"I don't care what book – any book! Give it me, and I'll kiss it, and swear on it that I've told you the truth, the whole truth, and nothing but the truth."

"You'll have to tell something more of yourself before I've done with you. Where did you live before you lived nowhere?"

"Hailsham, your honour."

"Where's that?"

"Don't know, your honour."

"How far from here?"

"Six days, your honour."

"None of your nonsense. How far?"

"Couldn't tell to a yard, if you was to skin me alive. It took me six days to git here."

"You walked?"

"Yes, your honour; every step of the way."

"Who did you live with at Hailsham?"

"Mother."

"You said you had none."

"More I have. She's dead."

"Father too?"

"Yes; ever so long ago."

"What brought you here?"

"My legs."

Miser Farebrother restrained his anger – for which there was no sound reason, the lad's manner being perfectly respectful.

"What did you come here for?"

"To see grandfather. I heerd mother talk of him and grandmother ever so many times, and that they lived down here; so when she was buried I thought I might do worse than come and see 'em."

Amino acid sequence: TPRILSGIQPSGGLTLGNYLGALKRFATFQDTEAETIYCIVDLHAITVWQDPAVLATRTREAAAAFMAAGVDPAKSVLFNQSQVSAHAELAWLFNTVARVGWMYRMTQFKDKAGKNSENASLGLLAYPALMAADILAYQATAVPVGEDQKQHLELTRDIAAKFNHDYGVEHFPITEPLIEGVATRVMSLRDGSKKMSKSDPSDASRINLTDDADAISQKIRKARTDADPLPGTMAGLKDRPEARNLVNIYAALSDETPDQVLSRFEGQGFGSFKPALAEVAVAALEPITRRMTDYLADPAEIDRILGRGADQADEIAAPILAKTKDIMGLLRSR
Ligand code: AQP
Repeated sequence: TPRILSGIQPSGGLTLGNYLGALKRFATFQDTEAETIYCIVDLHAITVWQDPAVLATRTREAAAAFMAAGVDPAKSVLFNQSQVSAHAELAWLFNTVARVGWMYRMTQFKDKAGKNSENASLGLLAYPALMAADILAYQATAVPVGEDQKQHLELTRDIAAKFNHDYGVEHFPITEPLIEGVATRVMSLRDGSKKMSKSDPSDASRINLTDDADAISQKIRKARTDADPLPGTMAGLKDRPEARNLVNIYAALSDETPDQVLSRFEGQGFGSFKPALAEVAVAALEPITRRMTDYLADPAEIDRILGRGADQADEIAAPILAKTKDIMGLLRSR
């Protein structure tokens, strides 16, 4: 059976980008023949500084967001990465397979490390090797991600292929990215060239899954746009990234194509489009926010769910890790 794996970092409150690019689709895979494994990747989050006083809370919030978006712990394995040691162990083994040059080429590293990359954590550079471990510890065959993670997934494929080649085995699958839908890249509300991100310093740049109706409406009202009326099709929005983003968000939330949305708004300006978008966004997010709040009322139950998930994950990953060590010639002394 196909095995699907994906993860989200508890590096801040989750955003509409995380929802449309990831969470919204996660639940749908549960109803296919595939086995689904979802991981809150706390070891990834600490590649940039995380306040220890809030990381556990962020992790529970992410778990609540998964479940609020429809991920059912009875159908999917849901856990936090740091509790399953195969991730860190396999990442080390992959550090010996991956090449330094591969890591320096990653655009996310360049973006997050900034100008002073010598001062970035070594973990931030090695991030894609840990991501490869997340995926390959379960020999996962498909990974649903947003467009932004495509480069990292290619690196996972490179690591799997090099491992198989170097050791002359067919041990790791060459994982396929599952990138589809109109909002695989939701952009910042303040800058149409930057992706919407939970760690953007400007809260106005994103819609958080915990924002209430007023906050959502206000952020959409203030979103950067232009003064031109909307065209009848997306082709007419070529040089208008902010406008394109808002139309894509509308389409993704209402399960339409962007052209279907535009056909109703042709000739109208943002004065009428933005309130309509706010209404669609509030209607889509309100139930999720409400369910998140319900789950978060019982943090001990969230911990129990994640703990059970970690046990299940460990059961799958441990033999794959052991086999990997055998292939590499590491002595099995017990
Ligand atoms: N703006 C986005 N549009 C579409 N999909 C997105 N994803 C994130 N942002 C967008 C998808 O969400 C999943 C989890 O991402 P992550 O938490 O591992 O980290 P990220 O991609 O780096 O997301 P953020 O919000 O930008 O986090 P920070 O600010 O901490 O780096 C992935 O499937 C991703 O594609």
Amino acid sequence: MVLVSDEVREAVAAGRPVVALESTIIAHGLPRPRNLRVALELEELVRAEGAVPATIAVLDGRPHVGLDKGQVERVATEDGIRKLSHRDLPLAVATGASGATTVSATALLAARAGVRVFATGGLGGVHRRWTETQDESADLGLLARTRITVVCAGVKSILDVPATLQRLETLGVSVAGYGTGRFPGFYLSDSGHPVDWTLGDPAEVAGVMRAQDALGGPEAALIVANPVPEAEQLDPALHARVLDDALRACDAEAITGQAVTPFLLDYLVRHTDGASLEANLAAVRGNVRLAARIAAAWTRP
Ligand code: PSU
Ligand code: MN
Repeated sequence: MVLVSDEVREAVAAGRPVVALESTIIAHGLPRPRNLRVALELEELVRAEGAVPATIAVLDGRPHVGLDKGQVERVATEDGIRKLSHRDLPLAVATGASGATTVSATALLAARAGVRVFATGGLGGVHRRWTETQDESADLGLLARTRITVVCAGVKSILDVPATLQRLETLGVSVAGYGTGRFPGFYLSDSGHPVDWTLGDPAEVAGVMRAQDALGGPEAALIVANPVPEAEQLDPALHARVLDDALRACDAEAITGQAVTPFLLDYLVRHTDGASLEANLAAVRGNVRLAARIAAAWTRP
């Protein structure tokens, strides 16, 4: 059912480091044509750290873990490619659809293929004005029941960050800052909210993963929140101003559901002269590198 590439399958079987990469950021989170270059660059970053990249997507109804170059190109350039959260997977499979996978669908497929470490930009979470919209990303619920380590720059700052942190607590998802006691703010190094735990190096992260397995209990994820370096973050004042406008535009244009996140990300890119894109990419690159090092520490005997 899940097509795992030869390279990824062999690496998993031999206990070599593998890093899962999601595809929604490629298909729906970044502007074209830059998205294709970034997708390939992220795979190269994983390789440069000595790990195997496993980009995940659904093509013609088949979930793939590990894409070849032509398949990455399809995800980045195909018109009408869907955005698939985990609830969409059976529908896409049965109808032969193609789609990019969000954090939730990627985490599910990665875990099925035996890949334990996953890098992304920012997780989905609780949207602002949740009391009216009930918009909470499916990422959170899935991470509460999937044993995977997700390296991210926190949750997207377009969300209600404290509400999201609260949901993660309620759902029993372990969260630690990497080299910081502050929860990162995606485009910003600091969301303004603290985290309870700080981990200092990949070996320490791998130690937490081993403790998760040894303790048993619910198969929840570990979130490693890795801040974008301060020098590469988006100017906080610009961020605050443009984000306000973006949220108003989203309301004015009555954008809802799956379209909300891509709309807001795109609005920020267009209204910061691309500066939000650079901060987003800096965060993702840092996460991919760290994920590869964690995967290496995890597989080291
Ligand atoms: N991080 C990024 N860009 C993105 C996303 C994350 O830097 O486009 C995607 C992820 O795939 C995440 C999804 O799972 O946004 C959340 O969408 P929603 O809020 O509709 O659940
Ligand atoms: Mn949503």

"Have you seen them?"

"No, your honour; they're dead too." The lad added, mournfully, "Everybody's dead, I think."

"They lived down here, you say?"

"Yes; 'most all their lives; in this fine house. They was taking care of it for the master."

Some understanding of the situation dawned upon Miser Farebrother, and a dim idea that it might be turned to his use and profit.

"What was their name?"

"Barley, your honour. That's my name, Tom Barley; and if you'd give me a job I'd be everlastingly thankful."

Miser Farebrother, with his eyes fixed upon the lad's face, into which, in the remote prospect of a job, a wistful expression had stolen, considered for a few moments. Here was a lad who knew nobody in the neighbourhood and whom nobody knew, and who recognized in him the master of Parksides. In a few days he intended to enter into occupation, and he had decided not to bring a servant with him. Tom Barley would be useful, and was, indeed, just the kind of person he would have chosen to serve him in a rough way – a stranger, whose only knowledge of him was that he was the owner of Parksides; and no fear of blabbing, having nothing to blab about. He made up his mind. He took a little book from his pocket, the printed text of which was the calculation of interest upon ten pounds and upward for a day, for a week, for a month, for a year, at from five to fifty per cent. per annum.